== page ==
Are periodontitis and metabolic syndrome connected?

2016 08 22 14 15 49 958 Danenberg Alvin 400

Periodontitis and metabolic syndrome are manifestations of chronic inflammation.

Alvin Danenberg, DDS.Alvin Danenberg, DDS.

Periodontitis is an advanced stage of gum disease in which the gums are infected and the bone surrounding the teeth is breaking down leading to tooth loss and spread of infection. Metabolic syndrome is a cluster of disorders, including high blood pressure, increased belly fat, high blood triglyceride, low blood high-density lipoprotein (HDL) cholesterol, and increased blood sugar. These disorders can lead to type 2 diabetes and cardiovascular disease.

Could there be a causal relationship between the chronic inflammation of gum disease and the chronic inflammation of metabolic syndrome? The answer lies in the fact that practically all chronic diseases start with inflammation on the cellular level. If chronic inflammation could be brought under control, cells might have the potential to heal.

Definite association

Research published in the Archives of Oral Biology (August 2014, Vol. 59:8, pp. 855-870) and in the Journal of Clinical Endocrinology and Metabolism (October 2008, Vol. 93:10, pp. 3989-3994) has shown that there is a definite association between metabolic syndrome and periodontitis.

A review paper published online in Mediators of Inflammation (February 16, 2015) discussed the relationships between autoimmunity and various chronic diseases, and a paper published online on May 25, 2014, in Autoimmune Diseases described the role of autoimmune responses in periodontal disease.

Possibly reducing the markers for metabolic syndrome will also reduce the prevalence of periodontitis.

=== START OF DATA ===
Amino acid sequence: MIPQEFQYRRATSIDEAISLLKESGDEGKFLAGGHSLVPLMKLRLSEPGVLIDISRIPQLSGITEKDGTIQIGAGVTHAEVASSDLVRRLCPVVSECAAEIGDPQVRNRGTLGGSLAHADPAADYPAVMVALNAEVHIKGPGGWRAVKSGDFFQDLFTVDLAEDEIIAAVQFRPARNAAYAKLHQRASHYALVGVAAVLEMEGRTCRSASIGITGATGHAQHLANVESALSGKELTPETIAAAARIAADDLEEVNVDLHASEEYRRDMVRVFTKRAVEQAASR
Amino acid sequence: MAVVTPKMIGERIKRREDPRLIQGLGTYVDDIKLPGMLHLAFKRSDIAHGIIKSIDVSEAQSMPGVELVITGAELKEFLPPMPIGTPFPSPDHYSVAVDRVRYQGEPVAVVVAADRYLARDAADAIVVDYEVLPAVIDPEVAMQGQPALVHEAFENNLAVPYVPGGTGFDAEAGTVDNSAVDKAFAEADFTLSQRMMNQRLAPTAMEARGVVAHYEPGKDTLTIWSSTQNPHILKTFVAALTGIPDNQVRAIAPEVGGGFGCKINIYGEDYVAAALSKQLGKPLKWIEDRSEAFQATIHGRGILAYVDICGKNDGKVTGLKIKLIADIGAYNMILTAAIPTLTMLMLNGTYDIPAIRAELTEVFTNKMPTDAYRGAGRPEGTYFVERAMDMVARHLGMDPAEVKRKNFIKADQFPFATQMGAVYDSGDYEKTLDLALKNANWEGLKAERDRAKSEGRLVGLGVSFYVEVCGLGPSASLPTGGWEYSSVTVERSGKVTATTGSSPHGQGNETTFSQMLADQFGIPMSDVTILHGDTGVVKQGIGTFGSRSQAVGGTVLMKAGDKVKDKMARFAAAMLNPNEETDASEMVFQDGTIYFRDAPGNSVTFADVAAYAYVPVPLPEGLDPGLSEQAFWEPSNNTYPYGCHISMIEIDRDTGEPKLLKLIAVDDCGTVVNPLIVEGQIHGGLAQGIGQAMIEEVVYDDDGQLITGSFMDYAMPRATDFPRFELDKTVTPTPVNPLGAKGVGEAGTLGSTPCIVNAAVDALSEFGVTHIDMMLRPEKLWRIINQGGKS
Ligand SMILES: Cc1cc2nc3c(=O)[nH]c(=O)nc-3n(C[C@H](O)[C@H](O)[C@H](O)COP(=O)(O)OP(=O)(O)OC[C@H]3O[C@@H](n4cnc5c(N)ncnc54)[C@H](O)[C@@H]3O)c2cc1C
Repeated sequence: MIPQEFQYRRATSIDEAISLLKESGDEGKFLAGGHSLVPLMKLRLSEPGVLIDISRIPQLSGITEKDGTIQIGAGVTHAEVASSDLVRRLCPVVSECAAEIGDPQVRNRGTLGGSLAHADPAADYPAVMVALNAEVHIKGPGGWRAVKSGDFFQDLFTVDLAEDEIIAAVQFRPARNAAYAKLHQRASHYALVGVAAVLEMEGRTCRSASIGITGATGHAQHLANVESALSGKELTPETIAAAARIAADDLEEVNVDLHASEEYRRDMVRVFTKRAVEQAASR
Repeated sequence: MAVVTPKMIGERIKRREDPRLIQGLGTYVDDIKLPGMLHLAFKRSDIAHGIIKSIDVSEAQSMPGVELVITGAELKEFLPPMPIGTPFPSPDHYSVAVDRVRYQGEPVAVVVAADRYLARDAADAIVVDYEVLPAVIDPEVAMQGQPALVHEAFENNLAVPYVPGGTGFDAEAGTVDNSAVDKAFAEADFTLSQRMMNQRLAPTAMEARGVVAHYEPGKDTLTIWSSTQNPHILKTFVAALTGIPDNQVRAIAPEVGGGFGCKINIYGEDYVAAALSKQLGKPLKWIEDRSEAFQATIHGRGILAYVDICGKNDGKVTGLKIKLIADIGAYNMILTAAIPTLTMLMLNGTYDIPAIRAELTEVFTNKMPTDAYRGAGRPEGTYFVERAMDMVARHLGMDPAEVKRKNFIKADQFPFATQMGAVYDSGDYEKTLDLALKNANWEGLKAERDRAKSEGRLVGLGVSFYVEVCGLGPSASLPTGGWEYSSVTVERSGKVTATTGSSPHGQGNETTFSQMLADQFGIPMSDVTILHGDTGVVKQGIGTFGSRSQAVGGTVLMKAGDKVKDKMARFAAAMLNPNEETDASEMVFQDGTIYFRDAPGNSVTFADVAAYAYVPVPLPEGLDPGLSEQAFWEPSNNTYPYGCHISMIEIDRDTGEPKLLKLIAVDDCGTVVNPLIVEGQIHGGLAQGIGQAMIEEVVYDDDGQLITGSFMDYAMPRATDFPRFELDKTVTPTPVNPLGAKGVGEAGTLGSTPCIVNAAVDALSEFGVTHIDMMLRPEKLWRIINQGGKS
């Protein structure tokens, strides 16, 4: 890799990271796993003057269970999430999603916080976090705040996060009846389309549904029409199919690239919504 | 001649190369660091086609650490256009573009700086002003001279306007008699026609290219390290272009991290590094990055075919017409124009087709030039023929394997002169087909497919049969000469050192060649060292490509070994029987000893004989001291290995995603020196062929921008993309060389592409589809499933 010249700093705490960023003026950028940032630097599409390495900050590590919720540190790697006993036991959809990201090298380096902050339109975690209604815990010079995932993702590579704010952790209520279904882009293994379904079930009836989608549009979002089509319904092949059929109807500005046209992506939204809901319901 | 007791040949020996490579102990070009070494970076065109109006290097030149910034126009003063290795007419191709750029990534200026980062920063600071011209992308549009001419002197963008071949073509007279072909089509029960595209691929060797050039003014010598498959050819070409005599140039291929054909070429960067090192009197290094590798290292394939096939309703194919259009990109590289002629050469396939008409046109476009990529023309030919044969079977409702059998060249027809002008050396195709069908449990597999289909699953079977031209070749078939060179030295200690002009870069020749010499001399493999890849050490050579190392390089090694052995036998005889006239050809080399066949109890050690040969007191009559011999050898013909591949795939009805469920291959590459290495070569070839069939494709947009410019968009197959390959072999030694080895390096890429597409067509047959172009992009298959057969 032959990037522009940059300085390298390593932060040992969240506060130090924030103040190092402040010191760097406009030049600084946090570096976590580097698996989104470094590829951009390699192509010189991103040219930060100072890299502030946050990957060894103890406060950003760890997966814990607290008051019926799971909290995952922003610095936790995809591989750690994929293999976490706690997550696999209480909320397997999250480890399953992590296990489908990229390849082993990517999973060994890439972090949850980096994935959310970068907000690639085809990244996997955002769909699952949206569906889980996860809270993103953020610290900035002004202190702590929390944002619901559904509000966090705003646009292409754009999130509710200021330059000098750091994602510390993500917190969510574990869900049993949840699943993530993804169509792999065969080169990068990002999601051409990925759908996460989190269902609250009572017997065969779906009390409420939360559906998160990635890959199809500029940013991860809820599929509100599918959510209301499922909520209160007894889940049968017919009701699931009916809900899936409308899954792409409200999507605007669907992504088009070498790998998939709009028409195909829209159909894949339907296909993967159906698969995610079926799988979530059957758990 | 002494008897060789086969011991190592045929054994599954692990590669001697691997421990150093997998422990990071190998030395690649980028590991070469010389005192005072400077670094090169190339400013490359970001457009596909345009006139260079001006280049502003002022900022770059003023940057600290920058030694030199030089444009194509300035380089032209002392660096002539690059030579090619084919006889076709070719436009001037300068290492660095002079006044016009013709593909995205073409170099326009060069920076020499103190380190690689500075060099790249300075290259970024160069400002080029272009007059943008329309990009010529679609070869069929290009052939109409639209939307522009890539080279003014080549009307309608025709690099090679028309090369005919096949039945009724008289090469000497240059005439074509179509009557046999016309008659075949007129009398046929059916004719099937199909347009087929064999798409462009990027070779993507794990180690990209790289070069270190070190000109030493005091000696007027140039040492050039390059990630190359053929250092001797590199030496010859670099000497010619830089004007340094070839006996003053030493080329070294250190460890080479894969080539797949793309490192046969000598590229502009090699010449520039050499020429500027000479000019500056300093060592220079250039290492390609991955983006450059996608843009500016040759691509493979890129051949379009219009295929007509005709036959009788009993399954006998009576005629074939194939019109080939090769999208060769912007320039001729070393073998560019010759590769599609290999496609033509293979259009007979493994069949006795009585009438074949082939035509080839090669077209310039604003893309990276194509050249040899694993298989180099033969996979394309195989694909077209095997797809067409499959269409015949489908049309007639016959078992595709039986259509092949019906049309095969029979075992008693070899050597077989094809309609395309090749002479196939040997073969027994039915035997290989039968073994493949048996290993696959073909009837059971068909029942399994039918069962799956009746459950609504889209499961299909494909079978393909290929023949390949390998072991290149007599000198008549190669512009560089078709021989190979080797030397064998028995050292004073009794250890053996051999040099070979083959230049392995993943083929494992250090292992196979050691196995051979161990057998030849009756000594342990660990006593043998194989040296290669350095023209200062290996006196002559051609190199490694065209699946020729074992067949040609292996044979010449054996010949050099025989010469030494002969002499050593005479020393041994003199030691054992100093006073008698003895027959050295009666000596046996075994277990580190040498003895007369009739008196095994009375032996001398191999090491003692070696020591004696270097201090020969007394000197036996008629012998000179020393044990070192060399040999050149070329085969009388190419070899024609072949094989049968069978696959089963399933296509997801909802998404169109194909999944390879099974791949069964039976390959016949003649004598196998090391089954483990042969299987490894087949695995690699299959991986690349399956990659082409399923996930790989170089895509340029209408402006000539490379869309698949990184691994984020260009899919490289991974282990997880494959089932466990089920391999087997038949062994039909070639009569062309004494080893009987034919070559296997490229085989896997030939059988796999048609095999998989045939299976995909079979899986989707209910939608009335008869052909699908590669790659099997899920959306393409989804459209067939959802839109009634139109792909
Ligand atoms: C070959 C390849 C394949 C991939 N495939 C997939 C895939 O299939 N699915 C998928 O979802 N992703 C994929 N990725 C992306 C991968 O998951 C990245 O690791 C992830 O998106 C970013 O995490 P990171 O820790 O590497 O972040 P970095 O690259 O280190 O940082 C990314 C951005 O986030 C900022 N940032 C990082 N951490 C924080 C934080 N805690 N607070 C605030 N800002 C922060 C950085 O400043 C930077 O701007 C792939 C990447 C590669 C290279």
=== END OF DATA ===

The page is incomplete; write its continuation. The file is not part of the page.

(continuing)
“If chronic inflammation could be brought under control, cells might have the potential to heal.”
  • In a paper published in 2009 in the Journal of Periodontology (May 2009, Vol. 80:5, pp. 759-768), researchers reported that a Paleo-type diet reduced gingival inflammation, virulent bacteria around the gum tissues, and the depth of gum pockets.
  • In 2012 in Diabetes, Metabolic Syndrome and Obesity: Targets and Therapy (July 2012, Vol. 5, pp. 175-189). Ian Spreadbury, PhD, described how acellular carbohydrates (processed grains and sugars) and remnants of harmful bacteria (lipopolysaccharides or LPS) could pass through the intestinal lining to create chronic inflammation.
  • In 2014 in Lipids in Health and Disease (October 1, 2014), researchers reported that a Paleo-type diet improved the markers of metabolic syndrome.

Skeptics, and those who strictly adhere to the proof of randomized clinical trials, will argue that currently there is not sufficient long-term evidence to unequivocally verify a causal relationship between a Paleo-type diet and health. There is much research to be done and to be published in peer-reviewed journals before defined causation could be proved.

I don't know how many years it will take for the scientific community to pronounce, "Now it is proved!" Personally, the current published research is enough to convince me. I believe a Paleo-type diet is part of the lifestyle to choose to become and stay the healthiest as our genetic code has designed.

Heal one cell at a time and the body will thank you. The backdrop for my conviction is the 2.5 million years of our species' evolution.

A version of this column first ran on Dr. Danenberg's blog. appreciates the opportunity to reprint it. His book Crazy-Good Living from Elektra Press is available here.

Alvin Danenberg, DDS, practices at the Bluffton Center for Dentistry in Bluffton, SC. He is also on the faculty of the College of Integrative Medicine and created its integrative periodontal teaching module. He also spent two years as chief of periodontics at Charleston Air Force Base earlier in his career. His website is

The comments and observations expressed herein do not necessarily reflect the opinions of, nor should they be construed as an endorsement or admonishment of any particular idea, vendor, or organization.

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